Queries, complaints and allegations

A discussion on two different complaints against the paper

November 02, 2020 12:15 am | Updated November 10, 2020 10:45 am IST

In my columns, I generally explain how I handle a specific complaint. In this column, I am compelled to break this norm and discuss two different complaints. This is because I had to skip writing a column on October 25, Ayudha Puja, as there was no edition on October 26. While addressing complaints, I see whether it is within my remit to do so or if there would be an overreach in my doing so.

Advertisement policy

A complaint about an advertisement fell in the grey area between remit and overreach. Some readers, including K. Balakesari, former member, Railway Board, asked about the newspaper’s policy on accepting advertisements. They were uncomfortable with the publication of a full-page ad on behalf of the People’s Republic of China celebrating its national day on October 1. Mr. Balakesari asked: “Was it necessary for the paper to needlessly wade into a controversy by accepting an ad at this juncture from a country with which relations at present are far from normal, also knowing fully well that hardly anyone has the patience and time to wade through what is essentially propaganda?” He further asked: “Will the paper publish an ad from Pakistan on the eve of its national day extolling its achievements? Will you accept an ad from the RSS on the eve of its founding day?”

I must also record the fact that Mr. Balakesari’s mail came on October 18, and subsequent mails complaining about the Chinese ad that was published on October 1 came after October 19. As my remit ends with the editorial content of the newspaper and does not extend to advertisements, I am not familiar with the advertisement policy of the newspaper. I will talk to the management team and find out the advertising policy in place and share it with the readers as early as possible.

In a polarised political environment, the dominant ideology always seeks to not only suppress other views but also obliterate the inherent nature of a plural society. In its desire to become exclusive, it tends to create a frighteningly monochromatic imagination that erases the multiple hues that make a society inclusive. With the series of electoral successes of strong leaders across nations, the binary between ‘an exclusive society’ and ‘an inclusive society’ becomes stark and the information ecosystem is not immune to this virus. Mails from a reader from Tiruchirappalli, S. Pushpavanam, are always critical and the tone and tenor of his missives are generally harsh.

Misogynism in texts

Mr. Pushpavanam did not approve of the report “VCK buoyed by response to ‘ban Manusmriti’ campaign” (Tiruchirapalli edition, October 29). He asked what happened to the fact-check which I often mention in my column. His other arguments were: “This correspondent has not cited a single quote from the other side. It seems he is oblivious to the fact that there is another side. This is, by no standards, balanced journalism. The so-called buoyancy is from his own party men and from a Professor who is unheard of. The VCK leader’s speech has created disgust and aversion among the reading public. The correspondent has acted as a PRO of VCK. This is shoddy journalism and it could be a planted news item.”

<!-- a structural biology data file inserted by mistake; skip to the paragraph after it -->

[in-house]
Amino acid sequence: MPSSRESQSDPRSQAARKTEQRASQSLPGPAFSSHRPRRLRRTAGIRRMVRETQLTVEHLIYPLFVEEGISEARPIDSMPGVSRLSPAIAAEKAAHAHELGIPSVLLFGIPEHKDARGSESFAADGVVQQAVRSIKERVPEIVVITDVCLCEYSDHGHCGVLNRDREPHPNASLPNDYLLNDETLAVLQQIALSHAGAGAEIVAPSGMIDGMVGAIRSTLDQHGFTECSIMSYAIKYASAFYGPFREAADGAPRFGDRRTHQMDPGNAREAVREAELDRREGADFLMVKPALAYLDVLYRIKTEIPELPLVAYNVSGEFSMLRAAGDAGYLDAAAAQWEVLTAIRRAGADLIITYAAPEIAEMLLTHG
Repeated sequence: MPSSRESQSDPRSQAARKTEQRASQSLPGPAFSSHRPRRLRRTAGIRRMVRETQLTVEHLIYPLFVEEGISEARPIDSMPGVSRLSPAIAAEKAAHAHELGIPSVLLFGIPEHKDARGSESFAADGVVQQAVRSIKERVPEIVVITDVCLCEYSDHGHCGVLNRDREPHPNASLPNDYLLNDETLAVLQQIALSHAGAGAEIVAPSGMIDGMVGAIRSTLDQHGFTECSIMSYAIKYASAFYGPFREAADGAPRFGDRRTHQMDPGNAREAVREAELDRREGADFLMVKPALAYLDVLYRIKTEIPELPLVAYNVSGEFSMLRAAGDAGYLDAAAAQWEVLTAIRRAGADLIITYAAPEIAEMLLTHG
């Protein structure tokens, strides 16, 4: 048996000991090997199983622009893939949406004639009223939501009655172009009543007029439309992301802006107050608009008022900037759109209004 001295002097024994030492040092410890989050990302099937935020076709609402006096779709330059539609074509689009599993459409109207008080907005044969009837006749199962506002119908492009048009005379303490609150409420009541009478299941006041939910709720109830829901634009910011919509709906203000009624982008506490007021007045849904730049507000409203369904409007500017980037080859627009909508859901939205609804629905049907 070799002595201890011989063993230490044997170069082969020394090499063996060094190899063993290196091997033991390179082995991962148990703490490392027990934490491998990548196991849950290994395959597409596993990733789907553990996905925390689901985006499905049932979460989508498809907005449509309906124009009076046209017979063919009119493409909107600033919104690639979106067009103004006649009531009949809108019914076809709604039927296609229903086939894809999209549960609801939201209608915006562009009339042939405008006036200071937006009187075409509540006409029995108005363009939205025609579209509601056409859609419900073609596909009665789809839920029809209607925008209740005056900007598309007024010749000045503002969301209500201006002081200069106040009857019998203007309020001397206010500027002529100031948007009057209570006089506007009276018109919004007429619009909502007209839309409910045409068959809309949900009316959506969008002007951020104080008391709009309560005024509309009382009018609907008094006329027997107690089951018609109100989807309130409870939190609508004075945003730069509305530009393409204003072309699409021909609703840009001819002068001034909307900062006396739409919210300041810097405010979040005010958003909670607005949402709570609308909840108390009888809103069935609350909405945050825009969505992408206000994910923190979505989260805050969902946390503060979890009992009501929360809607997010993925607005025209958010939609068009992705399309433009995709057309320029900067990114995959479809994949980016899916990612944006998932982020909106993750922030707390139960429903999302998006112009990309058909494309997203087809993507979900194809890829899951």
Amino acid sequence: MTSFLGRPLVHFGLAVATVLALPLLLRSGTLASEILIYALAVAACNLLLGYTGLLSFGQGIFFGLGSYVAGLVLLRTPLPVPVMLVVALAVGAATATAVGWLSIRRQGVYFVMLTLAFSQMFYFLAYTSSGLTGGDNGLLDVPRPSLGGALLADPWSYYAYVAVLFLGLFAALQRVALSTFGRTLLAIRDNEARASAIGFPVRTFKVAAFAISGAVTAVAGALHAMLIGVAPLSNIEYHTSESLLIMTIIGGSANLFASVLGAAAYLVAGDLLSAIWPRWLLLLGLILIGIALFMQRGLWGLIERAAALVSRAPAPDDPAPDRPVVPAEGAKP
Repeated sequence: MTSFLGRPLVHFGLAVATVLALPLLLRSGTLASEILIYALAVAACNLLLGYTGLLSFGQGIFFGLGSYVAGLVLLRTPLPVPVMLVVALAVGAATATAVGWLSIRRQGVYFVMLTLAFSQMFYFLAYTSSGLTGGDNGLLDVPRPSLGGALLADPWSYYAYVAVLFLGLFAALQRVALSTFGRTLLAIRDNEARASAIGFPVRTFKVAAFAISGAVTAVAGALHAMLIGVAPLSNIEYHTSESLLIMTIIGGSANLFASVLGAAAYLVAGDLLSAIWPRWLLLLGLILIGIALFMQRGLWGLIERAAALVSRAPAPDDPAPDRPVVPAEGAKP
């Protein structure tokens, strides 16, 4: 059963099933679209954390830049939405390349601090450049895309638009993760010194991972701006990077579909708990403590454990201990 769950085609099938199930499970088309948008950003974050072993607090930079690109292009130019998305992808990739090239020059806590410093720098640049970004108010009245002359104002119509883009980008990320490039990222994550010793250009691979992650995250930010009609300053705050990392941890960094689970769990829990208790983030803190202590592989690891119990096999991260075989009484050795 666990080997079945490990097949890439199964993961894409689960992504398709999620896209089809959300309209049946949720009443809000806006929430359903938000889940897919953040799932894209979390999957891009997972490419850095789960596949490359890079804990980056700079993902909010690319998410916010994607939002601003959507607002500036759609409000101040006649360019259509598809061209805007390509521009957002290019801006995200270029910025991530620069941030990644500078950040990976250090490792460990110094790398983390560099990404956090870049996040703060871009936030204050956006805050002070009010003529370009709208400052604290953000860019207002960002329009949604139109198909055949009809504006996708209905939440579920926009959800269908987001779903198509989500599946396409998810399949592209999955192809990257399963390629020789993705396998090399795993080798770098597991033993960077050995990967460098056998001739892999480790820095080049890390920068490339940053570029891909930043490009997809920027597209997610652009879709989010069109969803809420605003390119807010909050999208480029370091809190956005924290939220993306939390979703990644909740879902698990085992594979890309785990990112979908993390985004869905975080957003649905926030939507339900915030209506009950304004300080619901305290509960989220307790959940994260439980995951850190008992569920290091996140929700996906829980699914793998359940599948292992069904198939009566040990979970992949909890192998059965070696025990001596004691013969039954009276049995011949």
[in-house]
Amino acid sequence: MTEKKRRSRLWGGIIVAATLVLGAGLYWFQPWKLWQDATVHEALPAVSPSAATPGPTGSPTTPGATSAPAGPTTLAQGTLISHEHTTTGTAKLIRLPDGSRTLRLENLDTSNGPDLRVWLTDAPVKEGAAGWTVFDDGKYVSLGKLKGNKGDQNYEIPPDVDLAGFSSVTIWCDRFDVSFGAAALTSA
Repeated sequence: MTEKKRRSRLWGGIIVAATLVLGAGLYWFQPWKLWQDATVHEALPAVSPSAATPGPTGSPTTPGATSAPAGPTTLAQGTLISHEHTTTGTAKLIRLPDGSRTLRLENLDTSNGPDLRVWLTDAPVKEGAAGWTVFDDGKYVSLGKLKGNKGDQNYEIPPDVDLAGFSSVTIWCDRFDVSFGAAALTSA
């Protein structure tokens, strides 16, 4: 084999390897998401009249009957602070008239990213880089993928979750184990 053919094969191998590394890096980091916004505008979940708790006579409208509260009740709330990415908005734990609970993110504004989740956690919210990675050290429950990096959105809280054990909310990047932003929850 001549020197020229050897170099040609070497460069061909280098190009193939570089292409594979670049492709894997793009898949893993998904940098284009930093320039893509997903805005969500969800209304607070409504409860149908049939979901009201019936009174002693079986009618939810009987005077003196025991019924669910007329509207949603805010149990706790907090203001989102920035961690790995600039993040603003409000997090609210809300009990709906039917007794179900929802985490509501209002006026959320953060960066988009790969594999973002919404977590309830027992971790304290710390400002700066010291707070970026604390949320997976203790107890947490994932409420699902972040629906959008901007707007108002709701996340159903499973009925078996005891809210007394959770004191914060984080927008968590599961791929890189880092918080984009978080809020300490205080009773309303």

I am not sure what is the other side Mr. Pushpavanam is referring to. If he means representing the votaries of Hindutva, which is vastly different from Hinduism, what he suggests is a false equivalence. Feminist scholars over the last five decades have documented the overt and covert patriarchy in the texts of various religions — be it Hinduism or Christianity or Islam. There is rich literature about the misogynism in the theocratic texts.

I was puzzled when he attached a letter in Tamil by a person whose opening line was: “I know neither Sanskrit nor Manusmriti” and who then cited Tamil translations of verses about women in the Manusmriti. Mr. Pushpavanam must realise that Dr. B.R. Ambedkar burnt the Manusmriti on December 25, 1927. The erudite scholar who gave us our Constitution read multiple translations of the text before coming to the conclusion that the “Manusmriti dehumanised the Sudras, untouchables, and women, ruled the Hindu psyche for centuries and created the greatest obstacle to any serious attempt at eradicating the caste system.”


Top News Today


Comments have to be in English, and in full sentences. They cannot be abusive or personal. Please abide by our community guidelines for posting your comments.

We have migrated to a new commenting platform. If you are already a registered user of The Hindu and logged in, you may continue to engage with our articles. If you do not have an account please register and login to post comments. Users can access their older comments by logging into their accounts on Vuukle.